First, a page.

Bias and prejudice same as ever

The South African national cricket team has never been picked solely on merit – and it still isn’t. If it was, Martin van Jaarsveld would have played at least 30 Tests by now, possibly more.

Cricket selection should be easier than in most sports given its reliance on statistics. A soccer player, for example, isn’t weighed down by pub talk of his low tackle count or goals per game whereas a batsman with an average of less than 35 is frequently given looks normally reserved for transsexual cross-dressers.

But as compelling an argument as statistics can make, they are are never good enough by themselves. As Van Jaarsveld. For the last three years he has scored more runs, with more hundreds, at a higher average, than anyone else in first class cricket.

When there wasn’t room in the national team he was, eventually, given a place in the ‘A’ side. Against the third best team in the world (Australia ‘A’) he scored three consecutive hundreds. Not bad. Not bad at all.

But it was at that stage of his career that ‘Jarra’ realised there was a problem. When the time came to chat to, and socialise with, the ‘right’ people, he couldn’t do it. At least, he didn’t want to. As a consequence the ‘right’ people didn’t get to know him and he featured less than all his colleagues and rivals in newspaper features and selection meetings.

There was little talk of what a great ‘team man’ he was, or what a great sense of humour he had. No body seemed to know whether he was a fighter or just an efficient plunderer of mediocre, provincial bowling (who happened to get lucky against Australia ‘A’!)

In short, there was nothing ‘extra’ about Martin van Jaarsveld, no ‘added value’. At least, that was the perception. He didn’t dress snappily, didn’t have a dramatic childhood story, a famous girlfriend, a fast car…a bad disciplinary record. Anything to endear himself. Instead, he just scored runs. Lots of them.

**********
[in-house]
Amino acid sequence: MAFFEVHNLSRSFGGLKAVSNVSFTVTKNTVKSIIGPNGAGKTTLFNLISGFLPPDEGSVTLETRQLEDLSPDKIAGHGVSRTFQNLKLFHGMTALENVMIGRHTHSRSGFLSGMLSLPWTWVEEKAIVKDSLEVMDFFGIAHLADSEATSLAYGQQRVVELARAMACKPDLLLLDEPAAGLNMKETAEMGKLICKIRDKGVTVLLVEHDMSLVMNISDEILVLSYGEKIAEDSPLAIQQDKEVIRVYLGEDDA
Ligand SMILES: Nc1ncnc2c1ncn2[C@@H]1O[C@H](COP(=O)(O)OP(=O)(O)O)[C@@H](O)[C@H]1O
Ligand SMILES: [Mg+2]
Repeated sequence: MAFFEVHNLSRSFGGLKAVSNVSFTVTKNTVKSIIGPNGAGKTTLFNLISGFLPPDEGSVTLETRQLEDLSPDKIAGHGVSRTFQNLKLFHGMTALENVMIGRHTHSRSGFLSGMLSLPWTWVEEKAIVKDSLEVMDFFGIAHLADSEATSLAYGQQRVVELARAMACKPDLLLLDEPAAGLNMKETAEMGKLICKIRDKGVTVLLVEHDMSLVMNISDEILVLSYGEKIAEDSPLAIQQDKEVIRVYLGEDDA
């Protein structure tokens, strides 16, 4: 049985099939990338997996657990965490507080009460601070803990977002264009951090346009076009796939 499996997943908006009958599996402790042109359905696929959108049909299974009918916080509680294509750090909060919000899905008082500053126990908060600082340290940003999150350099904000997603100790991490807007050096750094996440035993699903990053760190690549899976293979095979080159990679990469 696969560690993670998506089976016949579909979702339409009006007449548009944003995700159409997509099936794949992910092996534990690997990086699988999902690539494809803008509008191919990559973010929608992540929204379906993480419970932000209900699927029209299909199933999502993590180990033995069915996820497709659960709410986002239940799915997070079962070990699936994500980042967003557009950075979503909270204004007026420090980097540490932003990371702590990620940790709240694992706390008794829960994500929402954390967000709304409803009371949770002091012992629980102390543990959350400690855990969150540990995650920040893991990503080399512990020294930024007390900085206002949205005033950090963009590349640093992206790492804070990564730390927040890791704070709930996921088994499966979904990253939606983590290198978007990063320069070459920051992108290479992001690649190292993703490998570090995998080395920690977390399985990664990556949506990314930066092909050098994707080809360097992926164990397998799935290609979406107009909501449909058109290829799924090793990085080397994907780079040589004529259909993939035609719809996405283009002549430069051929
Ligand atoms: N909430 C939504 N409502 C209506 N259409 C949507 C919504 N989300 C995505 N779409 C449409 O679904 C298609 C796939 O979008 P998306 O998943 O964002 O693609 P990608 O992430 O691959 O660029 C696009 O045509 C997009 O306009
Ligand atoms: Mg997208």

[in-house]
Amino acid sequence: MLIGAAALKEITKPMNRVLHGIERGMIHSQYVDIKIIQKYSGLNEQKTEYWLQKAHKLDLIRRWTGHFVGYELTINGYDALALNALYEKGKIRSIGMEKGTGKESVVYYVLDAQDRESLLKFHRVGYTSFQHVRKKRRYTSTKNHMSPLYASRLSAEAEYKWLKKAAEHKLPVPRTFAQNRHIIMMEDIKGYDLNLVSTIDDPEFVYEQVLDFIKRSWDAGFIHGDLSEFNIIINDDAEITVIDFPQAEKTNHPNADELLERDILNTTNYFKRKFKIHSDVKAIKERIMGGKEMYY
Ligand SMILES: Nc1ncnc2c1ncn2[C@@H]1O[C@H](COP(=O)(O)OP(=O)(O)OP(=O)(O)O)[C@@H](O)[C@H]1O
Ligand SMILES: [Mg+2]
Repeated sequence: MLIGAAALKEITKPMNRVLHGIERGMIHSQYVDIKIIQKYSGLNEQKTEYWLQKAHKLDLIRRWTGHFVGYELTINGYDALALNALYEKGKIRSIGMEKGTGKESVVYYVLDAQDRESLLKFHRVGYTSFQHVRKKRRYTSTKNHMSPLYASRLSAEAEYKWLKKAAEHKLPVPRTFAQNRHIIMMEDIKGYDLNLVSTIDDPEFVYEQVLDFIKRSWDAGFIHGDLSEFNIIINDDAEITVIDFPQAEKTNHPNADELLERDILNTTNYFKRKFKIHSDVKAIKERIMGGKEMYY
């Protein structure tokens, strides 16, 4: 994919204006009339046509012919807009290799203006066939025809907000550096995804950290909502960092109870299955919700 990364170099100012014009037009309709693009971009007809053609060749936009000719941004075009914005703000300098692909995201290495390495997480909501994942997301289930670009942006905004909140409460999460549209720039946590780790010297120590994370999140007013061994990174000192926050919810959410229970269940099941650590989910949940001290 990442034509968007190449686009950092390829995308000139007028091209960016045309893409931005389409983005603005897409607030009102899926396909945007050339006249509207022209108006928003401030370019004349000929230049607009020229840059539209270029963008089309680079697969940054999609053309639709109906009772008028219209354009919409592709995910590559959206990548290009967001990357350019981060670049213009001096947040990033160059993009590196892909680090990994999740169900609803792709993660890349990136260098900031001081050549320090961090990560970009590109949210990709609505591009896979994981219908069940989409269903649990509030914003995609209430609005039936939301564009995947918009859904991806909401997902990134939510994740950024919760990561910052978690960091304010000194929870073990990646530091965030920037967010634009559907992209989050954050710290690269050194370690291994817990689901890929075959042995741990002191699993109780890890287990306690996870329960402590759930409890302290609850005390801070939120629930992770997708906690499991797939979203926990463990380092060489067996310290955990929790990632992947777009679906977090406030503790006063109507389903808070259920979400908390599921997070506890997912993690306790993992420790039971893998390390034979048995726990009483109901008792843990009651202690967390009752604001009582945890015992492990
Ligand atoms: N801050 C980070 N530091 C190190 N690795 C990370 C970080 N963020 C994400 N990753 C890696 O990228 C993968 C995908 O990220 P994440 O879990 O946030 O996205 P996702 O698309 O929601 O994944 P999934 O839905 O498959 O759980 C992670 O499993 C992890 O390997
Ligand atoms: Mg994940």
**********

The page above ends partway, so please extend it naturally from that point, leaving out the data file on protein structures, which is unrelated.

When he finally scored enough of them to kick the door down to the national team, he played two Tests against Bangladesh on a hiding to nothing and then raced down the N1 at an hours notice to replace Herschelle Gibbs against Sri Lanka. He was batting within two hours of getting the call-up. No wonder he didn’t last long.

In the one-day team he was treated even worse. As a specialist top-order batsman in seven matches in the NatWest Series in England, he batted at number six twice. He batted at number seven, twice. And even at number eight. Of course, Jarra didn’t complain.

Occasionally good people like Martin van Jaarsveld need someone to shout their name for them because they’re not very good at doing it themselves – or shmoozing with the important suits at cocktail parties.

As I have yet to receive an invitation to an important cocktail party, allow me to try the former: “MARTIN VAN JAARSVELD!!!”

 

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